A landowner has been left with a bill potentially running over £100,000 after travellers left more than 250 tonnes of rubbish on a field.
The land, in Bromley, Greater London, had been left with piles of rubbish. The travellers had only been in the area for two weeks.
Bickley Police tweeted a picture which showed the field of rubbish, writing: “The travellers have moved on from the site.
“Sadly they didn’t take their rubbish with them #flytipping.”
The cost of clearing up fly-tipping in England has hit nearly £50 million, with councils having to deal with almost 900,000 incidents every 12 months.
Fly-tipping is a serious issue that many farmers deal with on a daily basis. It is seen as an inconvenience and costly, often running into thousands of pounds to rid their land of the rubbish dumped.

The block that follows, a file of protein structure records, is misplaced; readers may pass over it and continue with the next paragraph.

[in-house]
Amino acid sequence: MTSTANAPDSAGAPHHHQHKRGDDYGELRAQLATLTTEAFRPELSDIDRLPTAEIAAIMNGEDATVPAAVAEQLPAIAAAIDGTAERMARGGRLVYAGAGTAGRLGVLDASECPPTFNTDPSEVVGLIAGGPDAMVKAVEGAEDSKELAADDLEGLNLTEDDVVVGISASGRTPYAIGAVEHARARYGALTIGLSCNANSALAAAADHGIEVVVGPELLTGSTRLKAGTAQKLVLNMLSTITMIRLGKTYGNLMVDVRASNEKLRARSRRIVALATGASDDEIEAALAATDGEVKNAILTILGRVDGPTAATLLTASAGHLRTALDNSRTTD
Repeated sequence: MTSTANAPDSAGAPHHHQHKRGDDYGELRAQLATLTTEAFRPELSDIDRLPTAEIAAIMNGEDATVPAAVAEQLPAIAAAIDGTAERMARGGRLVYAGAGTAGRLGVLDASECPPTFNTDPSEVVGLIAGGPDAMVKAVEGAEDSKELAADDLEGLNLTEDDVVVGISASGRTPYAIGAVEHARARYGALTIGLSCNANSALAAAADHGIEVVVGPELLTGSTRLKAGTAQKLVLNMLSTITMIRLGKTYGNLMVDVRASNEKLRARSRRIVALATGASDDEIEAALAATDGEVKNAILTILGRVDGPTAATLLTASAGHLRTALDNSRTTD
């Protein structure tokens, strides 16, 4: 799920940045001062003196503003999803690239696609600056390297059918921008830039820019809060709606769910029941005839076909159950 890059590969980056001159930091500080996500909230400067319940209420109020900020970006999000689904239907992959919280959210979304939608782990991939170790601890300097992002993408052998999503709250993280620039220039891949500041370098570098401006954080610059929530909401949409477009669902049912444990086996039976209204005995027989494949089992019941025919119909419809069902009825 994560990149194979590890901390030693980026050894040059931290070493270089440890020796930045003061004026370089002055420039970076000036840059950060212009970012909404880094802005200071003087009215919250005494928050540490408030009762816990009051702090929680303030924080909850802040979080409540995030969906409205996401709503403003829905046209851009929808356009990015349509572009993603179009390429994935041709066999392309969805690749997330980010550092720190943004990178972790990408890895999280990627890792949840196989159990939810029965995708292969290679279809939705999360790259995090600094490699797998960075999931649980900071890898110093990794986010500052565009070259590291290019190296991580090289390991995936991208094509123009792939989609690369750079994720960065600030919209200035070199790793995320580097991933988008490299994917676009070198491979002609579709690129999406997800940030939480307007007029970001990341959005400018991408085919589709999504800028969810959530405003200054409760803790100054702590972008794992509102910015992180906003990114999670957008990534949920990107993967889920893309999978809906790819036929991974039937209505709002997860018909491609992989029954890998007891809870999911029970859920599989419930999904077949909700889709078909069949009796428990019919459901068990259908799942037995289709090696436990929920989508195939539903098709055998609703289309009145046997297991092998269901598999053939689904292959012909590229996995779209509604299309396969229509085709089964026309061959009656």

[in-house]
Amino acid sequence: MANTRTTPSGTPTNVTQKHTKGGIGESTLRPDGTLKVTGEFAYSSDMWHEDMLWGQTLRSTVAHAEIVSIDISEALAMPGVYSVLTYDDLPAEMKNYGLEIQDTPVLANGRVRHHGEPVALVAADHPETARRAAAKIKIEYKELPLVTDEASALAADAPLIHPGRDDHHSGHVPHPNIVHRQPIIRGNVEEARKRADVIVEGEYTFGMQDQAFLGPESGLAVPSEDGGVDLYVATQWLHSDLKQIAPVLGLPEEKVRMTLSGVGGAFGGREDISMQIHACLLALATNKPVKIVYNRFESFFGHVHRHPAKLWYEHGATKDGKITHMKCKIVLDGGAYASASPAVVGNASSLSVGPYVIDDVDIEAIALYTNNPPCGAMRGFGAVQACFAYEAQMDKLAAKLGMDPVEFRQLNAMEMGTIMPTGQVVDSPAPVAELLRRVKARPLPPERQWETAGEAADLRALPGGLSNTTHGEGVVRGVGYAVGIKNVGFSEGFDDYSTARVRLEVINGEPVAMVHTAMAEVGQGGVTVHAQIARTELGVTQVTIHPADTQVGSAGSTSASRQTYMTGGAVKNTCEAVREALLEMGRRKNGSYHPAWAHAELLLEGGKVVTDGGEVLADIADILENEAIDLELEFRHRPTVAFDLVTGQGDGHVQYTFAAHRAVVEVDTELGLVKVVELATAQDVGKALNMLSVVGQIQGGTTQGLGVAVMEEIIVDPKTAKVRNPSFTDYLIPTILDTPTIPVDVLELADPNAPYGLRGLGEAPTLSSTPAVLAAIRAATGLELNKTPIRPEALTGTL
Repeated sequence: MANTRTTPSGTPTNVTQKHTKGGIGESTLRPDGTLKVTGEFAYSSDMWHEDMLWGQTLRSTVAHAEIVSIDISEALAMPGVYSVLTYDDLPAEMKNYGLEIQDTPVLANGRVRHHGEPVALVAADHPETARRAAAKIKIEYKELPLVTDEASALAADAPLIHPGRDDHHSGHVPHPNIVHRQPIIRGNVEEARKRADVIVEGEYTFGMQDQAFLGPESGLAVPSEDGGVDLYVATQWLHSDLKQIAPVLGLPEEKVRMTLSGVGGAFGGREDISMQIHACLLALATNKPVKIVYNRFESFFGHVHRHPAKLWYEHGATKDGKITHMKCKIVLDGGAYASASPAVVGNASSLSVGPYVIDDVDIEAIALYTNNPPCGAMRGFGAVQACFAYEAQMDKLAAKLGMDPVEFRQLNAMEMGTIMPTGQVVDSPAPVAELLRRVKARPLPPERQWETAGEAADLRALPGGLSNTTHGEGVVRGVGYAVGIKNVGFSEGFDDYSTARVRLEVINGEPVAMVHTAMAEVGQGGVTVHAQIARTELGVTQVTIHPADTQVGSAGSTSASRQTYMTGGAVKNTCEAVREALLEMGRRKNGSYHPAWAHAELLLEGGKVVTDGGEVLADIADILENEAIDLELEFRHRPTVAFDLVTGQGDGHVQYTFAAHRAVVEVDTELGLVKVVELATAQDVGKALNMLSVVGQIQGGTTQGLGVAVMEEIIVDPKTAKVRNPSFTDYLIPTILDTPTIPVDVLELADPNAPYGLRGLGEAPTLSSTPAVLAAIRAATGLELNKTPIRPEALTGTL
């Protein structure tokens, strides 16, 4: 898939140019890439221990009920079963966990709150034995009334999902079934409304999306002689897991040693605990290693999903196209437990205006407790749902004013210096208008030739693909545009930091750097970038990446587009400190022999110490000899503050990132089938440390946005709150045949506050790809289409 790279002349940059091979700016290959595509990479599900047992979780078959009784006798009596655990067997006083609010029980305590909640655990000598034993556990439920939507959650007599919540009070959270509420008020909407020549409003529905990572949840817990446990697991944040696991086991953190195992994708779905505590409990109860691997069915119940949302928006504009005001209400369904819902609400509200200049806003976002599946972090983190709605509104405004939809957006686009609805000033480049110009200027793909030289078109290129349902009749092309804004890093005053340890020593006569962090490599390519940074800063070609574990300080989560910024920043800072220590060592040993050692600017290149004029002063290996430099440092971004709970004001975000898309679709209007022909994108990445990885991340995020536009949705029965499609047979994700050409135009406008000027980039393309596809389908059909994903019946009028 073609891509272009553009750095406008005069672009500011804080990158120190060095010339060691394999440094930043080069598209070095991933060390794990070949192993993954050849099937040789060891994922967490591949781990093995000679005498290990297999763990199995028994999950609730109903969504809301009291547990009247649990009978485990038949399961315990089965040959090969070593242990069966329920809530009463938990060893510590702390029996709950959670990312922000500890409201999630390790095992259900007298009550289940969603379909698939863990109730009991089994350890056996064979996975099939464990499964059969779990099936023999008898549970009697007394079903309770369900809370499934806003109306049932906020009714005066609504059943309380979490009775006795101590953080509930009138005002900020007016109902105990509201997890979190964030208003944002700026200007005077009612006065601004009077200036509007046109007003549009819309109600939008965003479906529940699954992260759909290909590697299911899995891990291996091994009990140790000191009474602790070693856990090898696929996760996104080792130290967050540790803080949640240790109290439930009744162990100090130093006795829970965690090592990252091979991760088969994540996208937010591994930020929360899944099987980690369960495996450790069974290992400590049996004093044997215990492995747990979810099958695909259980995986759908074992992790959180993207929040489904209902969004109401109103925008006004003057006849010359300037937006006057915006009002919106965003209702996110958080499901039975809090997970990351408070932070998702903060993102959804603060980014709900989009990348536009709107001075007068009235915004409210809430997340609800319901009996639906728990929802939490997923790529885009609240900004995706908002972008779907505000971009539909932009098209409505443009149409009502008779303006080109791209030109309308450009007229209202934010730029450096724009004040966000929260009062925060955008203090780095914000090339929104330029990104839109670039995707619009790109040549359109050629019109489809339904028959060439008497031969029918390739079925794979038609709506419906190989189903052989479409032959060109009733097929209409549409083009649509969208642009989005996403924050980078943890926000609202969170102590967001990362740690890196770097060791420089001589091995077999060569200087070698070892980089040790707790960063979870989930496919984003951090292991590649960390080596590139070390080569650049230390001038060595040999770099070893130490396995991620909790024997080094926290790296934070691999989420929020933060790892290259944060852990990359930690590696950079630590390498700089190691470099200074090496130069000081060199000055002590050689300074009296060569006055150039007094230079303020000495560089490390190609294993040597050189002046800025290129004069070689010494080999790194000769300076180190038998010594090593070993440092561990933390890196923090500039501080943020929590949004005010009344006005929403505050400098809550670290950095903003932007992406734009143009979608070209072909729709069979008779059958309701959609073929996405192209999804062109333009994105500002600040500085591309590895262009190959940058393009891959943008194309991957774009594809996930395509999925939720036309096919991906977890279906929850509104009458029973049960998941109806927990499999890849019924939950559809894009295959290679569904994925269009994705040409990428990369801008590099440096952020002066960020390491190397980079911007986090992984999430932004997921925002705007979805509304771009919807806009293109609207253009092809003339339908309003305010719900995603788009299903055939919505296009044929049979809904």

Rural organisation the CLA says it is receiving more and more reports from farmers and landowners with rubbish being dumped on their land almost every day of the week.
CLA President Ross Murray said the organisation receives 'regular reports' from farmers of fly tipping, particularly when land is located on the fringes of urban areas.
He said: “The waste involved is not just the occasional bin bag but large household items from unwanted sofas to broken washing machines, building materials and even hazardous waste.
“The estimated average cost to rural businesses of this anti-social behaviour is £800 per incident and is a continuing and damaging blight on our countryside.”
The NFU has said that the government’s new litter strategy for England is a 'missed opportunity' to fully tackle the scourge of fly tipping as an environmental crime.